Liverpool v Burnley

January 9, 1894
Liverpool v Burnley.
Owing to the Arctic-like conditions under which this game was played the spectators did, not reach anything like a respectable number. Andrew Hannah again stood out of the Liverpool team, whilst Billy Bowes was the only absentee on the Burnley side. On lining up the teams were:

Liverpool: William McOwen, John McCartney, Duncan McLean, Matt McQueen, Joe McQue, James McBride, Patrick Gordon, Douglas Dick, David Henderson, James Stott, Hugh McQueen.
Burnley: Jack Hillman, Tom Nicol, Sandy Lang, George King, Jimmy Crabtree, Archie Livingstone, Arthur Brady, Peter Turnbull, Jock Espie, Walter Place jun., Jimmy Hill.

McLean was fortunate enough to win the toss, and elected to play with a slight wind in his team’s favour. Espie started on behalf of the visitors, but the ball was pounced upon by Stott, who forced his way through the rack and gave to the right wing, they running down towards Hillman, but their final aim was misdirected, a goal kick only resulting.

McQue met the kick out, and, nicely placing in, a rush by Dick and Henderson caused Hillman to use his fists to clear. Burnley then replied with some excellent combination, and carried the game into Liverpool territory, but owing to want of nerve and determination lost many a good opportunity.

Midfield play next ensued, Liverpool having slightly the better of the argument, but it was not till Dick broke away that a real change came about, Henderson, although given a splendid opening by the right winger, failing to utilise the chance, fumbling rather awkwardly till Nicol removed the danger with a huge kick.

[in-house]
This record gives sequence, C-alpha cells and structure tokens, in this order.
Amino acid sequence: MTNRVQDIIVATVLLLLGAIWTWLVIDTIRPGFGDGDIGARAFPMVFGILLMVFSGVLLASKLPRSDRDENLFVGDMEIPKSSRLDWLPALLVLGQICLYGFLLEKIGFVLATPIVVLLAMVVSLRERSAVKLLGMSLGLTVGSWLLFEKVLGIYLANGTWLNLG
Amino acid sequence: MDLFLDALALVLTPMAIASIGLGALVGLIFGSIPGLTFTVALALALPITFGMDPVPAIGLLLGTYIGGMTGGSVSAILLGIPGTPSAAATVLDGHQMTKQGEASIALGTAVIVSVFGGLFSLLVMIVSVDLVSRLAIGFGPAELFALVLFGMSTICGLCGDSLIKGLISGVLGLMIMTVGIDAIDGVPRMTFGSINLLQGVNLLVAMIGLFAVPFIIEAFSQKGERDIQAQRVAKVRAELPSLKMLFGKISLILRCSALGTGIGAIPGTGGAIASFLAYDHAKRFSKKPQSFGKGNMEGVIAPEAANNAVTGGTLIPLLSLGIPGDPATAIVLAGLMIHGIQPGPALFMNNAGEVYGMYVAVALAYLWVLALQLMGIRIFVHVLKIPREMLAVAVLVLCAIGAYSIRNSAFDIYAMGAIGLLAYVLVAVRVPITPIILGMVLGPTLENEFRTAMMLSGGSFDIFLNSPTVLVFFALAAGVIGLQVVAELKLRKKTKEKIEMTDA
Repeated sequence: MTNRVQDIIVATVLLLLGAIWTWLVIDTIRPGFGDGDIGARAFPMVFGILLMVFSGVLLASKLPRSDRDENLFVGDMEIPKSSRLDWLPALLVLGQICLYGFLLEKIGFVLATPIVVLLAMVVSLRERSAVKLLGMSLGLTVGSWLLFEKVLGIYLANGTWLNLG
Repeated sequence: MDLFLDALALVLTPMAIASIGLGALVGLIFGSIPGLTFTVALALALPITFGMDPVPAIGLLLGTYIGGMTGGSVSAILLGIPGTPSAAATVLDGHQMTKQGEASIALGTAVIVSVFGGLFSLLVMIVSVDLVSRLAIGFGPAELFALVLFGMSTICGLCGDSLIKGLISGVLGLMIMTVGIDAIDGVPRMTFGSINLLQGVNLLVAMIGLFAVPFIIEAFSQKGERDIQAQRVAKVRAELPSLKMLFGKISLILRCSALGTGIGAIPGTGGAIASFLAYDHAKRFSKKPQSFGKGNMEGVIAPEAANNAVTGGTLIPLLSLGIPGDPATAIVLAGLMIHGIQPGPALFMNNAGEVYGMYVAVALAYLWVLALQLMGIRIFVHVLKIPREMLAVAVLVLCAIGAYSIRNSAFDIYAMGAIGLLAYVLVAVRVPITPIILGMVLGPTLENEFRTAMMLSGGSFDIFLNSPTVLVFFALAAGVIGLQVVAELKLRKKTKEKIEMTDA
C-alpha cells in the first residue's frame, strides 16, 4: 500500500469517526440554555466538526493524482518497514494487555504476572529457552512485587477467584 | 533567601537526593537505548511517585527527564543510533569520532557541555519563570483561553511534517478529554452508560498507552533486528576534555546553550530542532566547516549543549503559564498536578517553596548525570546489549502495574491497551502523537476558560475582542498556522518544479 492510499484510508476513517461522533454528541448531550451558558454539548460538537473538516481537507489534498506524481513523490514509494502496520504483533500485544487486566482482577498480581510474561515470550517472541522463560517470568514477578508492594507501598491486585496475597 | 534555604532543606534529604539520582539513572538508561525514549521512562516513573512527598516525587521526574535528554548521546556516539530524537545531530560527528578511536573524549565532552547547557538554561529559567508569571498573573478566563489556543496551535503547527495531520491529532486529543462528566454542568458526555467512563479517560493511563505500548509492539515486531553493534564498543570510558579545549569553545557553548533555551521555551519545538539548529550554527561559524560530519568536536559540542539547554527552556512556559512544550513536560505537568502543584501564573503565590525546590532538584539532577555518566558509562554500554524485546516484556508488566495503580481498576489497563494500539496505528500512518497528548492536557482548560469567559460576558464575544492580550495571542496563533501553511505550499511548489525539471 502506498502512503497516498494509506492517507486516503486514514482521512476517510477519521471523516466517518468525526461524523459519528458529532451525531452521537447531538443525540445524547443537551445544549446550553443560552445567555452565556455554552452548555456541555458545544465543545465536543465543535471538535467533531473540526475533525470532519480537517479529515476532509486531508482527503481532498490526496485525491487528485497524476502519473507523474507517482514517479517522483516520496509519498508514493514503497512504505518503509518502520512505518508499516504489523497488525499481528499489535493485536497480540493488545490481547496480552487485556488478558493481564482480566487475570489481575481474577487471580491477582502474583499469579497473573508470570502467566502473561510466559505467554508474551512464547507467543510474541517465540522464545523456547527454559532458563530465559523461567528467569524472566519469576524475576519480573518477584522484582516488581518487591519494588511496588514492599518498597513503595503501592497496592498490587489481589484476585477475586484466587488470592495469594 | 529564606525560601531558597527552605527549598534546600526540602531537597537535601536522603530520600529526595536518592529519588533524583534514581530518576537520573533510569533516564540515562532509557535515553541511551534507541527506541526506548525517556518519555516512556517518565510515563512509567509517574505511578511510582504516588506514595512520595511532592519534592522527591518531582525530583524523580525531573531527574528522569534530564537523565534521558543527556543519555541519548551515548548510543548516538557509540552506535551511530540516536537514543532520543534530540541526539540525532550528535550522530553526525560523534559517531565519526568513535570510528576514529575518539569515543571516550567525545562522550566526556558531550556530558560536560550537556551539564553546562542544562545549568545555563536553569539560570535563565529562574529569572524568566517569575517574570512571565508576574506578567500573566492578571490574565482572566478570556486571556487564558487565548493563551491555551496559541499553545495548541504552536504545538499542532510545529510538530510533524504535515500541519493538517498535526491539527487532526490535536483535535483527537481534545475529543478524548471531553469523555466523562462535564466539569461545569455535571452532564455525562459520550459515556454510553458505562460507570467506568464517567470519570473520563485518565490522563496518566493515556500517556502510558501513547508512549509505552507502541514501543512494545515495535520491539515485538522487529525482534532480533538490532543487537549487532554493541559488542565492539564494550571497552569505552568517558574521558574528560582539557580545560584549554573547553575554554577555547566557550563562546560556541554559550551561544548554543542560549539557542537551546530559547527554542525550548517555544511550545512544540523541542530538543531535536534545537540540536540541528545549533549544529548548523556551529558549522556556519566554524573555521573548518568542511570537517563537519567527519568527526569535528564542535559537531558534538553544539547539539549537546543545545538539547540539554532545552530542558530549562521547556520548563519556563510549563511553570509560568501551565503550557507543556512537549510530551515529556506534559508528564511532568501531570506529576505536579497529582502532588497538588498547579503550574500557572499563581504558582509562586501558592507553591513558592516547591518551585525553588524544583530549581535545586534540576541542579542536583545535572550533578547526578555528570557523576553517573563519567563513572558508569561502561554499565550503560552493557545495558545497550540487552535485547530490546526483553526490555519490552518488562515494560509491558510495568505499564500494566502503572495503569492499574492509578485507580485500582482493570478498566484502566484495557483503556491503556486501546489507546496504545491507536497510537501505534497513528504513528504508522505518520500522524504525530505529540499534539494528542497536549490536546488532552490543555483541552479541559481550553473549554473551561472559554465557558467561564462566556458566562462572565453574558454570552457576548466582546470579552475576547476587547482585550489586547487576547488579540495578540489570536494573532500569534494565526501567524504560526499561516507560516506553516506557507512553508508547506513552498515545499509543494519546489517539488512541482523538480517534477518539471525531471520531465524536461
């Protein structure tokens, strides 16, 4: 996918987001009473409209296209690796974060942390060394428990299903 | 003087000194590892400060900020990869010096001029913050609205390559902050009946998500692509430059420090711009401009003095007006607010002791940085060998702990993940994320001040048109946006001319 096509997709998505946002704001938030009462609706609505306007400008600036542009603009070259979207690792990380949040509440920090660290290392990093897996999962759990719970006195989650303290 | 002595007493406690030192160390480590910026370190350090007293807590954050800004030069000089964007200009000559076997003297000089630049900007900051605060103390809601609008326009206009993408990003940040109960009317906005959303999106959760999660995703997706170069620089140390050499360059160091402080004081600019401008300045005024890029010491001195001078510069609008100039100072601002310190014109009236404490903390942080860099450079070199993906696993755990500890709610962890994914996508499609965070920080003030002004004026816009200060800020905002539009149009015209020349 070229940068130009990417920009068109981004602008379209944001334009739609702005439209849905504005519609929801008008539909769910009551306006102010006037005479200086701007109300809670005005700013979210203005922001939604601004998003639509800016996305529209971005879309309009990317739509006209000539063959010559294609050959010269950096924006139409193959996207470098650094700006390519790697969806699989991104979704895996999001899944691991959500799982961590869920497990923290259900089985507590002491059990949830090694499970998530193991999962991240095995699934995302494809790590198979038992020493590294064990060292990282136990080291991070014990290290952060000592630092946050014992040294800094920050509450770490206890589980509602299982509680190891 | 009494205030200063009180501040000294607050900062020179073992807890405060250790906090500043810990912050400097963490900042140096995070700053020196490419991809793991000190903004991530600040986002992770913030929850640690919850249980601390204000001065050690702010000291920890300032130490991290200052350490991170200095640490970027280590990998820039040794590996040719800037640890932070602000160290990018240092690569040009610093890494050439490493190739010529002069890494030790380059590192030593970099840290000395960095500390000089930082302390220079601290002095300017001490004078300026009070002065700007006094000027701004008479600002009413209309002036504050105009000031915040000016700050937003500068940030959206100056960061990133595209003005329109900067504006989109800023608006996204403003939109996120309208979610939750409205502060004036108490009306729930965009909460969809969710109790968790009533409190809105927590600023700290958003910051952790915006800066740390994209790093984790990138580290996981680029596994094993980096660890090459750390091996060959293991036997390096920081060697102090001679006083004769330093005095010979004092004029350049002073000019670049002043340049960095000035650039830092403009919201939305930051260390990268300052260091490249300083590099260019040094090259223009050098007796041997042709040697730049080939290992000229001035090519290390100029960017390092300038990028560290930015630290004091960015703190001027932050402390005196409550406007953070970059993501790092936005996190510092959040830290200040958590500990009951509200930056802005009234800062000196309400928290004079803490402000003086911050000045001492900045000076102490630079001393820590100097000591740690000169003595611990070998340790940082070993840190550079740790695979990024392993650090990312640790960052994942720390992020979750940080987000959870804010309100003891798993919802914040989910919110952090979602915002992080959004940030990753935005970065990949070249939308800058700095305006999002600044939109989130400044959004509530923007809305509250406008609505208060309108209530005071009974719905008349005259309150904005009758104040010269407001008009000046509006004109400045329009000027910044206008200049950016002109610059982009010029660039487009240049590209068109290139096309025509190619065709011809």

Liverpool, however, came again, and, the left wing giving to Henderson, that player shot in, Dick rushing up and completing the effort, but the referee gave the point offside. A heavy lunge by Crabtree at length let Burnley in, and Hill and Place worked the ball nicely up to the Liverpool goal, but failed in a miserable manner at the final pinch.

Again the home team rushed the ball to the visitors’ end, and from a cross by McQueen, Gordon obtained possession and scored a grand goal. Stott immediately headed over the bar, and then Turnbull missed a golden opportunity given by his partner. Burnley then held command of the game for a spell, but as all their attacks lacked sting they met with the usual result, failure. A splendid dash by Henderson at the last moment earned a well-merited corner, which, however, was neatly closed by Hill, this bringing about half-time.

Upon resuming, the Burnley team commenced in an earnest manner, but so good was the half-back play of the Liverpool team that the visitors were sent to the right-about, and a sprint by Gordon caused Hillman to handle. Espie, Place, and Hill replied with a speedy concerted movement, in which McCartney showed to advantage in defeating the intentions of the Burnley men.

McBride was then fouled, but nothing came of it till the Burnley left wing came cantering down the left wing, and from their pass Turnbull brought out McOwen with a spanking shot, but the Liverpool man was not to be caught napping, and removed the danger magnificently. Liverpool then endeavoured to break through the Burnley defence, but were only partially successful, Crabtree being a great stumbling block.

Before long the home side got well into the Burnley quarters, and Henderson, taking full advantage of an accurate pass, put on a second point for Liverpool. After this both sides warmed to their work, Burnley striving to score, while the homesters were content to keep the visitors at bay. As time drew near Liverpool came with a great rush, and it looked as though they would increase their score, but the game finished as above, Liverpool being returned winners by 2 goals to nil.
(Source: Liverpool Mercury: January 9, 1894)

Leave a Reply

Please log in using one of these methods to post your comment: Logo

You are commenting using your account. Log Out /  Change )

Twitter picture

You are commenting using your Twitter account. Log Out /  Change )

Facebook photo

You are commenting using your Facebook account. Log Out /  Change )

Connecting to %s

This site uses Akismet to reduce spam. Learn how your comment data is processed.